America and the American’s eyes, complicit in the other kind of terrorism.) This makes the American a fundamentalist in the manner of Underwood Samson; in terms of stereotypes, he is dedicated to the “American ideals” of profit and efficiency and blind to the “collateral damage.” As Changez says on page 182, America is not reluctant in its actions. America is reluctant not to act but to listen—to open its ears to stories like Changez’s—which would make its actions seem less justified. Though the American is willing to hear Changez out, he is watchful and distrustful right until the very last line of the novel. By making the American a “fundamentalist,” Hamid implicitly makes the reader one, too.

In so doing, he asks us to evaluate our own values and biases.

In complicating the term “fundamentalist,” Hamid reclaims it. He challenges the singular, terrorist associated conception of fundamentalism and makes us do the same. Hamid does not ask us to agree with one particular view of fundamentalism, or of the current international situation. He does ask that we exercise caution and compassion in our judgments. He suggests exploring the intricacies of truth, though more difficult, is better than accepting a pre-packaged stereotypical definition or perspective.


In this section, we learned that:

Hamid’s purposeful ambiguity forces the reader to consider many definitions and viewpoints.

The extended metaphor of America/Erica suggests that, like Erica, America will cause its own decline from the position of world superpower.

Underwood Samson’s Philosophy

Focus on the fundamentals. This was Underwood Samson’s guiding principle, drilled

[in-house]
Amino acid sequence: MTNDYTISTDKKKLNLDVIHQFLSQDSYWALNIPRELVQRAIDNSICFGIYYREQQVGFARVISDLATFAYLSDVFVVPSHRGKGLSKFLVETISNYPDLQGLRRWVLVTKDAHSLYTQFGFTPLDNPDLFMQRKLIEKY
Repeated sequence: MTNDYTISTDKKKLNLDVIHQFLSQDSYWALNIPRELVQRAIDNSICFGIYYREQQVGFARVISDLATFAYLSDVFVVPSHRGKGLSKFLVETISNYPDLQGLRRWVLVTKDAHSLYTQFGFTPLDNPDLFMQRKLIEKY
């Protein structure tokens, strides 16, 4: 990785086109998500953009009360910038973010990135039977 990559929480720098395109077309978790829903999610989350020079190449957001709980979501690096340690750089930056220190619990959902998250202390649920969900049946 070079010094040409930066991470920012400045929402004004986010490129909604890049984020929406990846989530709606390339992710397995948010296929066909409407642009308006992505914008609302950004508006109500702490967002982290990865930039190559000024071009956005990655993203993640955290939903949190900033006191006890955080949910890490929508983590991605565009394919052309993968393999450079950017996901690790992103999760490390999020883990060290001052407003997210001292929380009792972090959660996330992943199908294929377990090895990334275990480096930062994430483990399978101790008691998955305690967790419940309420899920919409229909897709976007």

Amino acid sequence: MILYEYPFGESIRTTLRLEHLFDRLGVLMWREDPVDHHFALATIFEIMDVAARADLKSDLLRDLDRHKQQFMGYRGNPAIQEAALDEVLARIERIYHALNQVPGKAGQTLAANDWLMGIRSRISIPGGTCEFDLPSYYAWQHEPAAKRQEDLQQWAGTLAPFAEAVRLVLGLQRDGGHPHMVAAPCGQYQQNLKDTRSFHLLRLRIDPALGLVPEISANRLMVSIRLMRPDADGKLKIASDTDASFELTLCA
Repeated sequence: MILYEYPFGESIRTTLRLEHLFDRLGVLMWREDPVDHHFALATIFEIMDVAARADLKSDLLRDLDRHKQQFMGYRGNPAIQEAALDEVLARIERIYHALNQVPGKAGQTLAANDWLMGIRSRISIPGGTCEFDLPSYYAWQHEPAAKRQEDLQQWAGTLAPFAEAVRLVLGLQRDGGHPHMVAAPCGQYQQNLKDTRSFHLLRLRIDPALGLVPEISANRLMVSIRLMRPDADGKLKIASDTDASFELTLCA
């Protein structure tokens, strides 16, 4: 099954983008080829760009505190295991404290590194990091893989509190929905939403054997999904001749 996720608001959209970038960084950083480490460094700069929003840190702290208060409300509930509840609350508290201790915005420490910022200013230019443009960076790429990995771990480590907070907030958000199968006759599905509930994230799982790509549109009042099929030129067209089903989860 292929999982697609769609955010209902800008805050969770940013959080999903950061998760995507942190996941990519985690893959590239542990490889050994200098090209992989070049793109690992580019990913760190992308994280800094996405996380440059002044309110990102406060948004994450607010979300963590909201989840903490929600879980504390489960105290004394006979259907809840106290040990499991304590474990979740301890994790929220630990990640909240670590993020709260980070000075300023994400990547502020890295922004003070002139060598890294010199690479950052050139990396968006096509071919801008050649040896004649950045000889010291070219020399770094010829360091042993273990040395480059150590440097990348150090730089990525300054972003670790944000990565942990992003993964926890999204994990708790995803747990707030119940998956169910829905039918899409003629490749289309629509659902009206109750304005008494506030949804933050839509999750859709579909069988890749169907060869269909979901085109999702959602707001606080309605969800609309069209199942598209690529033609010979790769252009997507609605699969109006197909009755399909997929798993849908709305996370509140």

into us since our first say at work. It mandated a single-minded attention to financial detail,

teasing out the true nature of those drivers that determine an asset’s value” (98).

Hamid on the multiplicity of identity

“People often ask me if I am the book’s Pakistani protagonist. I wonder why they never ask if I am

his American listener. After all, a novel can often be a divided man’s conversation with himself.”xii

In The Reluctant Fundamentalist, nostalgia acts as both a remedy and a poison. On the one hand it can numb the pain of reality momentarily by returning the nostalgic to a safer, happier time. On the other hand, it can destroy relationships, lives, and even empires.

Even though Changez makes America his home for a time, when it comes down to it, his loyalty belongs to Pakistan. Changez’s conversation with Juan-Bautista makes him realize that, by participating in the world of American finance, he has become like a janissary. He is fighting against his own homeland, only his uniform is a suit rather than battle fatigues. Through the course of the story, Changez learns he cannot morally be a ‘dual citizen’ of America and Pakistan. Moreover, he cannot remain an Underwood Samson “fundamentalist” and transfer his loyalty to America; he must become an “ex-janissary” and return to the land of his birth to fight for its power and independence.

Because of its subjectivity, foreignness (or outsider status) is a universal experience. Hamid makes each of his characters an outsider in some way in order to underline this fact. Changez’s example demonstrates the abruptness with which one can transition from insider to outsider. Even in Old Anarkali, it is unclear who is the outsider—Changez or the American.

In the title of his novel, Hamid questions the post-9/11 American concept of the word

“fundamentalist.” He makes the meaning of the phrase “reluctant fundamentalist” fourfold,

asking us to challenge both the stereotypical terrorist-associated definition of fundamentalism and our own perspectives and biases.

Now that you have read this section, consider the following questions:

Was it possible for Changez to save Erica? What does your answer to this question say about the possibility of rescuing America from its star-crossed course?

According to Hamid, do you think that nostalgia is more harmful than helpful, or vice versa?

What does Hamid imply by making the reader’s position in the story ambiguous in terms of outsider/insider?

We have discussed four variations on the term “reluctant fundamentalist.” Can you think of additional variations that the story suggests?

Suppose Changez’s entire narration is an act of nostalgia: for America, Erica, and a time when he was ignorantly happy.